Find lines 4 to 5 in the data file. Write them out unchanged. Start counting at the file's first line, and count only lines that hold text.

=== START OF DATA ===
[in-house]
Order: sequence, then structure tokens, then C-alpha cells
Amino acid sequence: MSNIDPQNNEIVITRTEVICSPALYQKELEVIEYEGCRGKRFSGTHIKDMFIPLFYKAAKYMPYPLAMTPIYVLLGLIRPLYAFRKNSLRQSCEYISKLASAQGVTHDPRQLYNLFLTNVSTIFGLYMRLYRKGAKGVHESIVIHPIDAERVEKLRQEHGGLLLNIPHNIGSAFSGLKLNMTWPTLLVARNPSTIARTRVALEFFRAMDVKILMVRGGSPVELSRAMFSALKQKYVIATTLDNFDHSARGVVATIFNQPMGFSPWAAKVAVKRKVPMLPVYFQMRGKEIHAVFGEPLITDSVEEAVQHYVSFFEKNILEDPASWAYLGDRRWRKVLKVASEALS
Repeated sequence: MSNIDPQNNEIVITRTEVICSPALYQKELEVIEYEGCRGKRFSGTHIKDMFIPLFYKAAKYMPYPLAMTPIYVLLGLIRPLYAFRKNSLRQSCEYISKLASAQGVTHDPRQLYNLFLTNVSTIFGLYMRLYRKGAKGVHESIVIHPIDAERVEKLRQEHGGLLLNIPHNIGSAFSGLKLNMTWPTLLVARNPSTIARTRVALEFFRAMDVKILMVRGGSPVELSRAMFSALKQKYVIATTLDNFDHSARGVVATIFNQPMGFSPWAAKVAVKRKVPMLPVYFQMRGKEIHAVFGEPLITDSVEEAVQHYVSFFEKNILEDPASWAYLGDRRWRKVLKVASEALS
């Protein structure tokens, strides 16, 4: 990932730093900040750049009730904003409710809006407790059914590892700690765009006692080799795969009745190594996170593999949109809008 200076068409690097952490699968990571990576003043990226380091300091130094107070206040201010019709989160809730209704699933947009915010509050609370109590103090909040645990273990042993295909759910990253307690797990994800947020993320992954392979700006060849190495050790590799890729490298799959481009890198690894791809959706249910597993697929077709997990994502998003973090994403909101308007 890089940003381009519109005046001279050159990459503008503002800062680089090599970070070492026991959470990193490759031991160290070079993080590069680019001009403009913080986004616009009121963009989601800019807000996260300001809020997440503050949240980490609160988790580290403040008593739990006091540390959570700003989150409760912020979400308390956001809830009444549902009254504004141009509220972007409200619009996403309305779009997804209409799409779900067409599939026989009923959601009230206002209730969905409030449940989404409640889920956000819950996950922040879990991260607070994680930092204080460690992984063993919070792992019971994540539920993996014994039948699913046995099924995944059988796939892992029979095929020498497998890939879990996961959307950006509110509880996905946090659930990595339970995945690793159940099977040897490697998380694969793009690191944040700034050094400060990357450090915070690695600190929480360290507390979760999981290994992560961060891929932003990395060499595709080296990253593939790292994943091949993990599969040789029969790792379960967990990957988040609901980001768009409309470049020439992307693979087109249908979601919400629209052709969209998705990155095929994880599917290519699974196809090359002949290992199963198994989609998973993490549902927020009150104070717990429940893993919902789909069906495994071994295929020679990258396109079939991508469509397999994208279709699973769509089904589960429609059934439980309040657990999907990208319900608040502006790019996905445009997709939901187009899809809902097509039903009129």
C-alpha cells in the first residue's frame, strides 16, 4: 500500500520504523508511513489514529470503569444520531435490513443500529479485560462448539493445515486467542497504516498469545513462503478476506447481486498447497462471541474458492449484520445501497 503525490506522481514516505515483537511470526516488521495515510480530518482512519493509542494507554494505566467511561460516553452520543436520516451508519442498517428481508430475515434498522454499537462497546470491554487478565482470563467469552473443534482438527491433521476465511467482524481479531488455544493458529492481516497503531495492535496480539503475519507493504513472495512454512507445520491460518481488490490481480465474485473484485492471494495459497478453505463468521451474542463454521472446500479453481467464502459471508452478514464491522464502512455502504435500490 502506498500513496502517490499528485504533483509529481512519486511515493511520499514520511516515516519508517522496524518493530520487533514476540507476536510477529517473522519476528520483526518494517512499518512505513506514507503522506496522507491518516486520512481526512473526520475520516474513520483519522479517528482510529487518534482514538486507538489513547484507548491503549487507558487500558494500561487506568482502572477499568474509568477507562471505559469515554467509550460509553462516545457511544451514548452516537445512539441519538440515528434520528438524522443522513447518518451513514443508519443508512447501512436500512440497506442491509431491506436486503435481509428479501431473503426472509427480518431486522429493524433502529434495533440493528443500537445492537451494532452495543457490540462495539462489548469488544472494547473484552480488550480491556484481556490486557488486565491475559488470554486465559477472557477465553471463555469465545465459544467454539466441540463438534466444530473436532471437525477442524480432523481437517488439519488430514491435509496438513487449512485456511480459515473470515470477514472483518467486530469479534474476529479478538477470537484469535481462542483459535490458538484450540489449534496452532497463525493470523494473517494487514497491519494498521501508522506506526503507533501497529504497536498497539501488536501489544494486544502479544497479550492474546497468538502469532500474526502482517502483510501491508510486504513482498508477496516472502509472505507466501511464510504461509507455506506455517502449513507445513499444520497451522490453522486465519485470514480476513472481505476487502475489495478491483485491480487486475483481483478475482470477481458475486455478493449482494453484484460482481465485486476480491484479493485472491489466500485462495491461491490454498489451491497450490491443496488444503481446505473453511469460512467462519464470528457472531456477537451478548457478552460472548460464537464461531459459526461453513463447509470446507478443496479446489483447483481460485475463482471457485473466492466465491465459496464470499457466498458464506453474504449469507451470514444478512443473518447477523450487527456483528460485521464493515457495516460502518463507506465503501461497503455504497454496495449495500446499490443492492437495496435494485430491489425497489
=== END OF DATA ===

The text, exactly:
Repeated sequence: MSNIDPQNNEIVITRTEVICSPALYQKELEVIEYEGCRGKRFSGTHIKDMFIPLFYKAAKYMPYPLAMTPIYVLLGLIRPLYAFRKNSLRQSCEYISKLASAQGVTHDPRQLYNLFLTNVSTIFGLYMRLYRKGAKGVHESIVIHPIDAERVEKLRQEHGGLLLNIPHNIGSAFSGLKLNMTWPTLLVARNPSTIARTRVALEFFRAMDVKILMVRGGSPVELSRAMFSALKQKYVIATTLDNFDHSARGVVATIFNQPMGFSPWAAKVAVKRKVPMLPVYFQMRGKEIHAVFGEPLITDSVEEAVQHYVSFFEKNILEDPASWAYLGDRRWRKVLKVASEALS
């Protein structure tokens, strides 16, 4: 990932730093900040750049009730904003409710809006407790059914590892700690765009006692080799795969009745190594996170593999949109809008 200076068409690097952490699968990571990576003043990226380091300091130094107070206040201010019709989160809730209704699933947009915010509050609370109590103090909040645990273990042993295909759910990253307690797990994800947020993320992954392979700006060849190495050790590799890729490298799959481009890198690894791809959706249910597993697929077709997990994502998003973090994403909101308007 890089940003381009519109005046001279050159990459503008503002800062680089090599970070070492026991959470990193490759031991160290070079993080590069680019001009403009913080986004616009009121963009989601800019807000996260300001809020997440503050949240980490609160988790580290403040008593739990006091540390959570700003989150409760912020979400308390956001809830009444549902009254504004141009509220972007409200619009996403309305779009997804209409799409779900067409599939026989009923959601009230206002209730969905409030449940989404409640889920956000819950996950922040879990991260607070994680930092204080460690992984063993919070792992019971994540539920993996014994039948699913046995099924995944059988796939892992029979095929020498497998890939879990996961959307950006509110509880996905946090659930990595339970995945690793159940099977040897490697998380694969793009690191944040700034050094400060990357450090915070690695600190929480360290507390979760999981290994992560961060891929932003990395060499595709080296990253593939790292994943091949993990599969040789029969790792379960967990990957988040609901980001768009409309470049020439992307693979087109249908979601919400629209052709969209998705990155095929994880599917290519699974196809090359002949290992199963198994989609998973993490549902927020009150104070717990429940893993919902789909069906495994071994295929020679990258396109079939991508469509397999994208279709699973769509089904589960429609059934439980309040657990999907990208319900608040502006790019996905445009997709939901187009899809809902097509039903009129």